Charity warns of measles epidemic in central Africa

The non-profit medical aid organization Doctors Without Borders recently warned that a major measles epidemic is threatening the lives of thousands of children in Central Africa.

The medical charity recently said that it has vaccinated more than 226,000 children against the illness in the eastern part of the Democratic Republic of Congo. It has also treated an additional 13,000 local residents for the effects of the infection, according to the New York Times.

Measles is considered to be highly contagious and, in the absence of medical care, can kill up to 15 percent of those infected. The situation is especially critical in the DRC because many children are malnourished and vitamin-deficient.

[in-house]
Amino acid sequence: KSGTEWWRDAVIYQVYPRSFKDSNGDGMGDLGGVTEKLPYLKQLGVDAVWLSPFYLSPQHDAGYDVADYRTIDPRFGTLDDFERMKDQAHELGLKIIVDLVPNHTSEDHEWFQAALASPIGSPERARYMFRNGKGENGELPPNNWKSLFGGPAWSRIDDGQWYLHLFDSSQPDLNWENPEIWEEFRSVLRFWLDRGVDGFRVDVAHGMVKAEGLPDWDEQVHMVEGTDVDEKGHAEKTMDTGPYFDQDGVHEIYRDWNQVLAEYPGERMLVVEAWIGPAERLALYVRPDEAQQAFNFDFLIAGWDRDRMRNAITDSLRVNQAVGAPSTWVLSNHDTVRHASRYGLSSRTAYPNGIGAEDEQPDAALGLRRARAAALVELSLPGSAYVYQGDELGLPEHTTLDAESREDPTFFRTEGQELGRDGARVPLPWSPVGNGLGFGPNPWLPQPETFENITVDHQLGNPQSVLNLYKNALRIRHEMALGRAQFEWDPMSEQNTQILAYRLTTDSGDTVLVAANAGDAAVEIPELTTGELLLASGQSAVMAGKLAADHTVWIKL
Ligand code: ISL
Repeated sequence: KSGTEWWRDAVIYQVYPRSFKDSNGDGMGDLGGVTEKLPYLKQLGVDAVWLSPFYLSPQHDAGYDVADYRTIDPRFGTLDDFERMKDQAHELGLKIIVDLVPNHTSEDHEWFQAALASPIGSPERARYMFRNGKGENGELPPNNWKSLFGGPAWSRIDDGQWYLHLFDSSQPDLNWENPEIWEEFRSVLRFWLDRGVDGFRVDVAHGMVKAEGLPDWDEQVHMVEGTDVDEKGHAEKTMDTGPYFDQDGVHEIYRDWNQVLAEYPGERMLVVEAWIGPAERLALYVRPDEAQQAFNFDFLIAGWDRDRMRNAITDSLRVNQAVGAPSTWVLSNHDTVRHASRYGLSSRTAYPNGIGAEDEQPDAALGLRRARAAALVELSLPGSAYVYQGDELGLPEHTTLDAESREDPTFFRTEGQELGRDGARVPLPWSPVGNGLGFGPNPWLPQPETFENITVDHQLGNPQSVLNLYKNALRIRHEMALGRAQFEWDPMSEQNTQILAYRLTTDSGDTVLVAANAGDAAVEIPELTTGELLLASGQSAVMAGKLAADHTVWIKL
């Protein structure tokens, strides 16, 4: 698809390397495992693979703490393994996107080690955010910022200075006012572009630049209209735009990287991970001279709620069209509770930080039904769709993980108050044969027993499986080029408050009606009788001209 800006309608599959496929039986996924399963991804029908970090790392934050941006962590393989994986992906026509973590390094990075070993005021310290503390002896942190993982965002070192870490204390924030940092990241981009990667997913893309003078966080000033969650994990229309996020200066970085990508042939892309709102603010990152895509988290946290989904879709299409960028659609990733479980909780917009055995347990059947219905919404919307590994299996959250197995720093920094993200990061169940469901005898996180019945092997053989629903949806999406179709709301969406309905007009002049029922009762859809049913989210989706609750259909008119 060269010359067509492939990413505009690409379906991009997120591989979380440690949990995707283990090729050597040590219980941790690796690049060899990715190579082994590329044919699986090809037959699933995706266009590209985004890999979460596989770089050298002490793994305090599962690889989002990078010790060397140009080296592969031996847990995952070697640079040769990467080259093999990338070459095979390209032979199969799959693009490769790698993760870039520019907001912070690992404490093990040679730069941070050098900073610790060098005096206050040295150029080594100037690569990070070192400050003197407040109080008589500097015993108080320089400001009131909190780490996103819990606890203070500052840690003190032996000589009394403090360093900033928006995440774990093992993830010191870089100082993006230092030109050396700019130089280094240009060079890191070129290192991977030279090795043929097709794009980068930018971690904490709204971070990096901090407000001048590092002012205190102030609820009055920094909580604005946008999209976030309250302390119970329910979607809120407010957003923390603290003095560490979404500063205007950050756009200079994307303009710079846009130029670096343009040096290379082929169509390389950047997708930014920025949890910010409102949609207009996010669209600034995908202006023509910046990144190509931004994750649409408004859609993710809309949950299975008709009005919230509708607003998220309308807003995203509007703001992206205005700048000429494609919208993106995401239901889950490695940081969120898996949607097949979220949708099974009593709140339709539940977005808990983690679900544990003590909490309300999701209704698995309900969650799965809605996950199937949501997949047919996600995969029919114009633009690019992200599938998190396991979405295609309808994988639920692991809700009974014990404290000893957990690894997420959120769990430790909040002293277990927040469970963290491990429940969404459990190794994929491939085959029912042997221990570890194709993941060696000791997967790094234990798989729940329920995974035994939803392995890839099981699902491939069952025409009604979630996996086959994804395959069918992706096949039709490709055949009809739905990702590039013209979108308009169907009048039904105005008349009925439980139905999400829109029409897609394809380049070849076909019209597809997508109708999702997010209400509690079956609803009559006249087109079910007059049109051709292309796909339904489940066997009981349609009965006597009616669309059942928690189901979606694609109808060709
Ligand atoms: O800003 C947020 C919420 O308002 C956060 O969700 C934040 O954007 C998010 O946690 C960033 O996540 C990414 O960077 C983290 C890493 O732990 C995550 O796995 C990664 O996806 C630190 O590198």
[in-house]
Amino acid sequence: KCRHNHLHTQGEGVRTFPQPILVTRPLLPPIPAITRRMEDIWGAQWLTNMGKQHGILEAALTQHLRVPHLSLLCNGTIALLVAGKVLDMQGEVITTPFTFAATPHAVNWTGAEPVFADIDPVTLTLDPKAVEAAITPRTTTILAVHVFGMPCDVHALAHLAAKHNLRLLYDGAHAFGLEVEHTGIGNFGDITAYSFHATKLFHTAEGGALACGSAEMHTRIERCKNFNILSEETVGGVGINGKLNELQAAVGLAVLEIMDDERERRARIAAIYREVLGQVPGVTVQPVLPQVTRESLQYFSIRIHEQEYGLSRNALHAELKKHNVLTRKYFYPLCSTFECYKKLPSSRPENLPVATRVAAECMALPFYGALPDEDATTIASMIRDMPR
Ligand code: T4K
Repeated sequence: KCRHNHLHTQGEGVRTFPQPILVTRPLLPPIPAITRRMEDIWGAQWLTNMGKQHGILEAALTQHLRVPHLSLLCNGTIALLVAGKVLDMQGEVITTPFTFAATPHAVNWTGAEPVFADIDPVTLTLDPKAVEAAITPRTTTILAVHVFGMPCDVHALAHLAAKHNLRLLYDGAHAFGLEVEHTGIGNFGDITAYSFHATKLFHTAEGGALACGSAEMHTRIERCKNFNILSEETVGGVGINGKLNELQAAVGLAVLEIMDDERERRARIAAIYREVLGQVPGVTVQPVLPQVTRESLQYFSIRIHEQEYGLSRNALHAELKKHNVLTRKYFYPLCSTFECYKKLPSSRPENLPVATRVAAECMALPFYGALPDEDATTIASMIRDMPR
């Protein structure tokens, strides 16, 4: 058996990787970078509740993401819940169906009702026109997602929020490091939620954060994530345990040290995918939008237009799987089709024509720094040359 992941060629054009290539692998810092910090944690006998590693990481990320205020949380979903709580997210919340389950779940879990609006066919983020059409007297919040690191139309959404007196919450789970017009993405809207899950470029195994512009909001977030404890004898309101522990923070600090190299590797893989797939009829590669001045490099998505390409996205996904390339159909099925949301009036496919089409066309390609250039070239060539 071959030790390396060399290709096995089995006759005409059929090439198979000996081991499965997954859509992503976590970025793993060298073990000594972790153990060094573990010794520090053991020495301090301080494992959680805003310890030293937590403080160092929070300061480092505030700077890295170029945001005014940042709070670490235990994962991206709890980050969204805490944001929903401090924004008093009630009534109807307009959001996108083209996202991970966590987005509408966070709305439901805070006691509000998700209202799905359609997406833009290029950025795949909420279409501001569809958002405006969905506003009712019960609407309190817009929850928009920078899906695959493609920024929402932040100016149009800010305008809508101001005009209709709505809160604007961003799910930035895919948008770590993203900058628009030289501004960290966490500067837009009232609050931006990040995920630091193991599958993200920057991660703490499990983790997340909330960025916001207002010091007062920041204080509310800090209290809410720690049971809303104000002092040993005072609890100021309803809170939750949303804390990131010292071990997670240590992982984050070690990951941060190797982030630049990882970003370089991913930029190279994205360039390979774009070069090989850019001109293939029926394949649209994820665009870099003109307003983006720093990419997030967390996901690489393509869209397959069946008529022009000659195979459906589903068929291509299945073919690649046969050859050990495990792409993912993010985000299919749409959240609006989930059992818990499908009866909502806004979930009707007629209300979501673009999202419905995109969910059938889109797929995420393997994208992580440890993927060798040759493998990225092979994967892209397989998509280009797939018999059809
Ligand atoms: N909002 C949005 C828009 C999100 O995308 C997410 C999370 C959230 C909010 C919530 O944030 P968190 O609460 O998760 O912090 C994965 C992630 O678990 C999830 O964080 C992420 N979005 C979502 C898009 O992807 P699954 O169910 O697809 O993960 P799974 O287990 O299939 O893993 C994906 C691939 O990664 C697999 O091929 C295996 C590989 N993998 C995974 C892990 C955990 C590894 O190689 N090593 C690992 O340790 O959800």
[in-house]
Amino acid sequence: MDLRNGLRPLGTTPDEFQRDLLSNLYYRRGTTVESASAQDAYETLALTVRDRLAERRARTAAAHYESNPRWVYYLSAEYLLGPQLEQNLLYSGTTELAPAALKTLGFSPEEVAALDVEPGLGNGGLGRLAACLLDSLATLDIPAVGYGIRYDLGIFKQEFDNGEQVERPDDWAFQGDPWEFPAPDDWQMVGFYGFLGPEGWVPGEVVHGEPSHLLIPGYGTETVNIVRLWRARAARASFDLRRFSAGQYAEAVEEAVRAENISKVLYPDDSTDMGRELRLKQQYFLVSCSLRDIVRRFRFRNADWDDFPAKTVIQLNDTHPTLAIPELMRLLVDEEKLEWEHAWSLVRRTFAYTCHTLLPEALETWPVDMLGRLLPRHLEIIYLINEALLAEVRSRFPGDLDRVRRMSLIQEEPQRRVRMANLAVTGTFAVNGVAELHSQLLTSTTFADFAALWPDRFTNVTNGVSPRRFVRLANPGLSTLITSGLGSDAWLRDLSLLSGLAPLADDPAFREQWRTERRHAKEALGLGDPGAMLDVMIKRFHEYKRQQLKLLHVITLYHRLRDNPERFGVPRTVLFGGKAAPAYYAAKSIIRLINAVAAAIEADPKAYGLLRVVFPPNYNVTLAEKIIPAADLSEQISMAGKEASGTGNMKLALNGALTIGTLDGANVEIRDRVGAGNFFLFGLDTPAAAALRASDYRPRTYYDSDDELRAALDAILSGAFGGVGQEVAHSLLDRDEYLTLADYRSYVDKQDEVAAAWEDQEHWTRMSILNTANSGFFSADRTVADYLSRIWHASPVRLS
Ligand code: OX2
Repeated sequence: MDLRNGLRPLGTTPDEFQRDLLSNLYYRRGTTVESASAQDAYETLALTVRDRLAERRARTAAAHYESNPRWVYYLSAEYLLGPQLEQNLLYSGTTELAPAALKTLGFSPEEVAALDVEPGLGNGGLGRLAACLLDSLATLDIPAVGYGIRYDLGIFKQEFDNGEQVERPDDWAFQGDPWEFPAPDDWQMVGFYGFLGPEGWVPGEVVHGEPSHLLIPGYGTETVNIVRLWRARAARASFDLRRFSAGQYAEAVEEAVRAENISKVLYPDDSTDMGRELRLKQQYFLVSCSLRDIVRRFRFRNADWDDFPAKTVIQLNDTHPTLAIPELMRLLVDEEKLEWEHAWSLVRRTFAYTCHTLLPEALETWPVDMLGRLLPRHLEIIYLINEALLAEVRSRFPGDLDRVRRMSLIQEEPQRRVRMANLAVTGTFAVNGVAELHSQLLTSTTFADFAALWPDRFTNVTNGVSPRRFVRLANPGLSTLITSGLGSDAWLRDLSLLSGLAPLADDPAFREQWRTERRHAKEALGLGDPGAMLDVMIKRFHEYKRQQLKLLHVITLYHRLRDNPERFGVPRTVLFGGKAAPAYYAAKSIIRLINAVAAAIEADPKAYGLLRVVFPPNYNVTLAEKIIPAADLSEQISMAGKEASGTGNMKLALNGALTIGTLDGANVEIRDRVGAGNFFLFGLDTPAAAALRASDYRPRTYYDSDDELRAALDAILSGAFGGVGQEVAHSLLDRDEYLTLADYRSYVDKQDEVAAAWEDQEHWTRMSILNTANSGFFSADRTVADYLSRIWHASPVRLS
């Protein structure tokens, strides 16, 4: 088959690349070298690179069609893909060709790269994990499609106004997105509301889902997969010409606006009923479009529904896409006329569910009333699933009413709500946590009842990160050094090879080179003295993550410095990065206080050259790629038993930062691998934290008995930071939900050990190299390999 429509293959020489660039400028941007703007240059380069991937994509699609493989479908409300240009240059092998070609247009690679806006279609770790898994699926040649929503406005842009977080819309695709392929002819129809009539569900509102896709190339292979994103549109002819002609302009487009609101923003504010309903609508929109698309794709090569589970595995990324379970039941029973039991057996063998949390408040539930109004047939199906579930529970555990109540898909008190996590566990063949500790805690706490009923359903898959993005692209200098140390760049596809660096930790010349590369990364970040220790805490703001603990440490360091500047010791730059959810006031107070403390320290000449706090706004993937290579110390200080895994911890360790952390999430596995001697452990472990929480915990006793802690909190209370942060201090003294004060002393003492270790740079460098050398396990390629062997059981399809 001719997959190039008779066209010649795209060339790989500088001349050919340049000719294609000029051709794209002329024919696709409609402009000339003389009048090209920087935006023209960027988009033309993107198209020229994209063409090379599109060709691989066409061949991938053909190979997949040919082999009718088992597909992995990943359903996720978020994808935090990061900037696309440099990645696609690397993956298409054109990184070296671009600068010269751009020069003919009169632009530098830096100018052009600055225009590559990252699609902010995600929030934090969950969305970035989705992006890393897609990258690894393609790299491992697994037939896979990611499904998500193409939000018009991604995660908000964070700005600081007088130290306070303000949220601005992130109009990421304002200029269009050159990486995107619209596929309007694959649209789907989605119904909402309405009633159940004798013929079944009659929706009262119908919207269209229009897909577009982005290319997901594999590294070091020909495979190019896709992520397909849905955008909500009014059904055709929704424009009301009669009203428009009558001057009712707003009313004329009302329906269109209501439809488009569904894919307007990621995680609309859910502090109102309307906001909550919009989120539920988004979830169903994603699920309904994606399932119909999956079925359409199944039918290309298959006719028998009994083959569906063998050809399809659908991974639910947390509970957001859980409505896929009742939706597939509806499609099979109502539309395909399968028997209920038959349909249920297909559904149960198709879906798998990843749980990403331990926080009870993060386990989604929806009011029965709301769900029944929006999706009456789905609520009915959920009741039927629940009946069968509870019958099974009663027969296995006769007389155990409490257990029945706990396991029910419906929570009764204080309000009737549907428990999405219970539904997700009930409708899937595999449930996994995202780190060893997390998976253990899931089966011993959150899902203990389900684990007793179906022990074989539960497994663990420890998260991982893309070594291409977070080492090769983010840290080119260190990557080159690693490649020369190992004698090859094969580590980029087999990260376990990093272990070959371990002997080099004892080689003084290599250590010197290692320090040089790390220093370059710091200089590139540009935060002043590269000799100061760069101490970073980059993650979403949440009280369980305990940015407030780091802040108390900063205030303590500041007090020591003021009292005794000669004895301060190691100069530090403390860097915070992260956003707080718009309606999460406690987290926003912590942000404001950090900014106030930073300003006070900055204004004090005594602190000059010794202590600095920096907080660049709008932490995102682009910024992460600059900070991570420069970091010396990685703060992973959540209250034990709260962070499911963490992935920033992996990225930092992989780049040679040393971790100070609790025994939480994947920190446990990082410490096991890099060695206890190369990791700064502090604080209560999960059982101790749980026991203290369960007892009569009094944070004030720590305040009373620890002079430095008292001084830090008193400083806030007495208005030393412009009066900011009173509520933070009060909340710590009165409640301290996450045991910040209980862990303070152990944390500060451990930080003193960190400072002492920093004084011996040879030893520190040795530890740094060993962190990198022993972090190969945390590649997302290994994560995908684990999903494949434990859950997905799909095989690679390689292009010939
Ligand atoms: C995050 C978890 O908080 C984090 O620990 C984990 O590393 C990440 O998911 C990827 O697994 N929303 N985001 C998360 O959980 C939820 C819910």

The region suffers from a lack of medical workers and medications. There is no treatment for those who acquire measles infection, but antibiotics can save those who develop secondary infections such as pneumonia or encephalitis. The illness itself causes fever, runny nose, cough and a body-wide rash. In Africa, measles is one of the leading causes of blindness in children, according to the U.S. Centers for Disease Control and Prevention.

The epidemic continues despite worldwide progress against the disease. In Africa and India, overall infection rates have dropped dramatically since 2000, primarily due to the increasing availability of a preventative vaccine, New York Times reports.